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UK language travel: case study

There’s an innovative scheme to marry up English language students in the UK with low-skill vacancies, says Melanie Butler

Bournemouth, and neighbouring Christchurch and Poole in the south of England, combined to make up one of the UK’s oldest and most popular language-travel destinations. Devastated by the twin effects of Covid and Brexit, they have received special funding from their local authority to help them keep the region at the top of the English language charts.

The main stumbling block to the revival of British language travel, especially from long- haul regions like Asia, is the lack of work rights for language students. At the same time, all along the coast of southern England, the local hospitality industry is facing a severe shortage of workers caused, in part, by the number of EU workers who went home during Covid.

There is an existing and growing source of young foreign workers, Britain’s Youth Mobility Scheme Project, which offers 18 to 30-year-olds from 11 countries the right to live and work in the UK for up to two years with reciprocal rights for young Britons travelling in the other direction.

Three of these are English-speaking countries and they’re entitled to 83% of the total number of Youth Mobility visas on offer, but numbers from these countries have been falling in recent years. At the same time, the demand from the Asian countries has been growing so fast that the UK Government has to run a ballot to choose who comes.

The problem for the hospitality industry is that Asians coming on ‘working holidays’ often have a low level of English, so the answer was to link up with local language schools. Members of the local International Education Association (IEA), which represents language schools and colleges in the area, together with the Bournemouth Area Hospitality Association (BAHA), are the ones who came up with the innovative solution of Youth Mobility Scheme visas.

“It will breathe fresh life into the beleaguered hospitality and English language sectors,” says project co-ordinator Michele Medhurst, “while providing travel, work and study opportunities for young people in this vibrant location.”

It works like this: anyone with a Youth Mobility Scheme visa can apply to the Bournemouth scheme. If English is not their first language they must take an online English test. If they score at B1 level or above they’ll be placed in a paid job and given free professional training.

Those below B1 will be offered a place on an English course for which they pay, but they’re guaranteed a job at the end of the course.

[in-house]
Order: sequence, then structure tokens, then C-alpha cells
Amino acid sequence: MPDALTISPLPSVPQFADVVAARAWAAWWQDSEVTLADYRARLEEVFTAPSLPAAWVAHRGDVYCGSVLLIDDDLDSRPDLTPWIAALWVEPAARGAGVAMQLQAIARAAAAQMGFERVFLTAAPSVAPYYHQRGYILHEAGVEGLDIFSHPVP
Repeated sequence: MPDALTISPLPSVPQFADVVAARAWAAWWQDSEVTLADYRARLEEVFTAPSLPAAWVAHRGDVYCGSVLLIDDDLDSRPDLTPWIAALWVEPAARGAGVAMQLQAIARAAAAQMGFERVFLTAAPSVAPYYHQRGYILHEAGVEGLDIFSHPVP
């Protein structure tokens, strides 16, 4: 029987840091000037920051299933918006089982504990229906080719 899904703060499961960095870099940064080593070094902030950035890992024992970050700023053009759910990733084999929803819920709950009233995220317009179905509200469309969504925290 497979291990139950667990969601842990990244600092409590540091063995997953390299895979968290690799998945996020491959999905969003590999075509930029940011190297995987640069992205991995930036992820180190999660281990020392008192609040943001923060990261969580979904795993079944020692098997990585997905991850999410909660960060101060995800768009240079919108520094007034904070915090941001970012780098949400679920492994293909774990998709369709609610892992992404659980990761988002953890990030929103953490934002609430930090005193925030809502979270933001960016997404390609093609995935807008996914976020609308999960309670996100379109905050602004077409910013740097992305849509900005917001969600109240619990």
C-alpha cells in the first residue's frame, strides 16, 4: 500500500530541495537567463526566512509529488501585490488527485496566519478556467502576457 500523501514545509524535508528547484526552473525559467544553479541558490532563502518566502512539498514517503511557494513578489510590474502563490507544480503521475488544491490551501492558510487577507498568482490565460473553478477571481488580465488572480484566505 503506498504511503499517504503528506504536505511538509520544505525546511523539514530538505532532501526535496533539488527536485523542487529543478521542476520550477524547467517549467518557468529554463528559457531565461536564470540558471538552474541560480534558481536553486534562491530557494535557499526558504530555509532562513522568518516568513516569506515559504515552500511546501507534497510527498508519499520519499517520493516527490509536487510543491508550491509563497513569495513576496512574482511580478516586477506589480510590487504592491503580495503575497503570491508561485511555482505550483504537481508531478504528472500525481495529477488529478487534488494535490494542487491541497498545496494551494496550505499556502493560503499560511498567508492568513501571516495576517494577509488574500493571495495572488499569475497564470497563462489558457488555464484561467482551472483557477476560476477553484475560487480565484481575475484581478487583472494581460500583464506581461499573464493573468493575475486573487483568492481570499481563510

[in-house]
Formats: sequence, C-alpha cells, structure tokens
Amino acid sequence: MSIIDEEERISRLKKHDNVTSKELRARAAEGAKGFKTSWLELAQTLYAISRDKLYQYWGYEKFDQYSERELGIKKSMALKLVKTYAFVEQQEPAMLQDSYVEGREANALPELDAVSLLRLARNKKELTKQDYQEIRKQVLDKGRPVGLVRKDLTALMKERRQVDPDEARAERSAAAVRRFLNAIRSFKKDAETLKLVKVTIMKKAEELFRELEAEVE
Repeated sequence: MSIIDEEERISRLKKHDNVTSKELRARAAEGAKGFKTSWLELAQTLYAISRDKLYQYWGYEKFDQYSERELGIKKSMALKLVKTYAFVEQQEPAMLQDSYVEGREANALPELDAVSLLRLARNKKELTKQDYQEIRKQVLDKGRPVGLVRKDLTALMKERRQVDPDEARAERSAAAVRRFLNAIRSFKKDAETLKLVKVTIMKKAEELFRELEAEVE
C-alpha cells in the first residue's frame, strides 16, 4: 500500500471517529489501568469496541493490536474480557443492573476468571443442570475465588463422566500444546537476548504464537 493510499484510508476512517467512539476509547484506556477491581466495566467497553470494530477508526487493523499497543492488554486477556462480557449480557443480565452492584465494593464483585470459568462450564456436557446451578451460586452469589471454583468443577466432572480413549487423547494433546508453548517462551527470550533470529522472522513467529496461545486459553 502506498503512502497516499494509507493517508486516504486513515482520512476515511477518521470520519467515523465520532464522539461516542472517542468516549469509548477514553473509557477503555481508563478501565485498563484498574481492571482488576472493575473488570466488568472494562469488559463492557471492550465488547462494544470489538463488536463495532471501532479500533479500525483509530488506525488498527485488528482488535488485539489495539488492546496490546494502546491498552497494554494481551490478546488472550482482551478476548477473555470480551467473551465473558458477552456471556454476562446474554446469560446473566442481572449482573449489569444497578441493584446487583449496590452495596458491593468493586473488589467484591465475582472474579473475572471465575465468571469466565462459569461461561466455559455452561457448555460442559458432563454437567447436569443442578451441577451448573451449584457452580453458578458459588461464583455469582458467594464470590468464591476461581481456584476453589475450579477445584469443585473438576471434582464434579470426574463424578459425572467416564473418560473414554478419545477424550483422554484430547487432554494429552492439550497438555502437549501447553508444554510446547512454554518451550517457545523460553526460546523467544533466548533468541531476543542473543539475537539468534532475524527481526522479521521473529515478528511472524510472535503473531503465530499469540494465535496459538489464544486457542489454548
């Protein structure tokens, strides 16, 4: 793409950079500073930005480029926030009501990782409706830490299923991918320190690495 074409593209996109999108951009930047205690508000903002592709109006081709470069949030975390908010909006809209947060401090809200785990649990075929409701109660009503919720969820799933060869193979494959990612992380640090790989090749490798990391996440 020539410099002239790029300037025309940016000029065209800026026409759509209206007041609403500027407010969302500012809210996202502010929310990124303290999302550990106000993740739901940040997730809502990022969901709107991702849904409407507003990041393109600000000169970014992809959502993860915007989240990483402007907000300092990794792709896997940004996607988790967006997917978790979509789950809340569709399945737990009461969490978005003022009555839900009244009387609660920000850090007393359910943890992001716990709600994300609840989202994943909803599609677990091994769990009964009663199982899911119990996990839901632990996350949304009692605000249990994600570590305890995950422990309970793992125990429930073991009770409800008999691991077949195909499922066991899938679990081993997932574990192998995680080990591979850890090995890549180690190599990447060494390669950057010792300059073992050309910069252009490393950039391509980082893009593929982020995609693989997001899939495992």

This bold initiative begs the question: why can’t the Government increase the number of visas of the Youth Mobility Scheme in the existing Asian partner countries for young people who agree to pay for an English course and to take work in high-needs low-skill areas such hospitality and childcare?

Currently, the UK Youth Mobility scheme is skewed not only in favour of English speakers but in favour of white people, as white majority countries are allocated 87% of all the visas.

Our table shows that the tiny European states are allocated the same number of Youth Mobility visas as much larger Asian countries: San Marino, population 34,000. and South Korea, population 51.3 million are allocated 1,000 visas each. So every year the UK is willing to grant one visa for every 34 people in San Marino, but the figure for South Korea is one per 51,300.

And as for the argument that the restrictions on the numbers are set as part of trade deals, the final column on our table suggests this reciprocity does not exist for language students. Britons who go to these countries to study the language are allowed to work part-time in nearly all of them. Why not return the favour?

Youth Mobility Scheme visa allocation

Images courtesy of PHOTO BY PIXABAY and Library
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Melanie Butler
Melanie Butler
Melanie started teaching EFL in Iran in 1975. She worked for the BBC World Service, Pearson/Longman and MET magazine before taking over at the Gazette in 1987 and also launching Study Travel magazine. Educated in ten schools in seven countries, she speaks fluent French and Spanish and rather rusty Italian.
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